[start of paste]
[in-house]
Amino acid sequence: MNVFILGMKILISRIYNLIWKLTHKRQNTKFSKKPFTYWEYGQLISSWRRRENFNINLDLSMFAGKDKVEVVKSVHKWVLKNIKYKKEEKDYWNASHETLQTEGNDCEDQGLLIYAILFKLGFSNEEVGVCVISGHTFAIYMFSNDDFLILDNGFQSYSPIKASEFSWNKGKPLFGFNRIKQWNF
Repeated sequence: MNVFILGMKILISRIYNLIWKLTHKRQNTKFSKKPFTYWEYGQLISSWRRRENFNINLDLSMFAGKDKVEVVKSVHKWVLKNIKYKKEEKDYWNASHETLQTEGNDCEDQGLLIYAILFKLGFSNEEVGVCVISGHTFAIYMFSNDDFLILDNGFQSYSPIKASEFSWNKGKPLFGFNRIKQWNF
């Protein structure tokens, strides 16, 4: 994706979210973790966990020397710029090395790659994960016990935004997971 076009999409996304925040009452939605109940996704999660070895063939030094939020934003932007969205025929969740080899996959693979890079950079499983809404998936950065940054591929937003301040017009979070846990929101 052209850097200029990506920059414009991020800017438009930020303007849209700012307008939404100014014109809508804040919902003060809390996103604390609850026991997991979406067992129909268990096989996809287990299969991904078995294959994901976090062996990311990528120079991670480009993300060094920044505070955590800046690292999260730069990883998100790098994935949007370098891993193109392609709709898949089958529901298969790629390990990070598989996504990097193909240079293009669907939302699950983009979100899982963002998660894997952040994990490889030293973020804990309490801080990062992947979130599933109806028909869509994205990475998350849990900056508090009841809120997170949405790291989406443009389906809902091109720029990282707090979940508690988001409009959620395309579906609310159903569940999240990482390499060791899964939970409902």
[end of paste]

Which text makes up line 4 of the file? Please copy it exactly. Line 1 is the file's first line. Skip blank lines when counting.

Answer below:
């Protein structure tokens, strides 16, 4: 994706979210973790966990020397710029090395790659994960016990935004997971 076009999409996304925040009452939605109940996704999660070895063939030094939020934003932007969205025929969740080899996959693979890079950079499983809404998936950065940054591929937003301040017009979070846990929101 052209850097200029990506920059414009991020800017438009930020303007849209700012307008939404100014014109809508804040919902003060809390996103604390609850026991997991979406067992129909268990096989996809287990299969991904078995294959994901976090062996990311990528120079991670480009993300060094920044505070955590800046690292999260730069990883998100790098994935949007370098891993193109392609709709898949089958529901298969790629390990990070598989996504990097193909240079293009669907939302699950983009979100899982963002998660894997952040994990490889030293973020804990309490801080990062992947979130599933109806028909869509994205990475998350849990900056508090009841809120997170949405790291989406443009389906809902091109720029990282707090979940508690988001409009959620395309579906609310159903569940999240990482390499060791899964939970409902």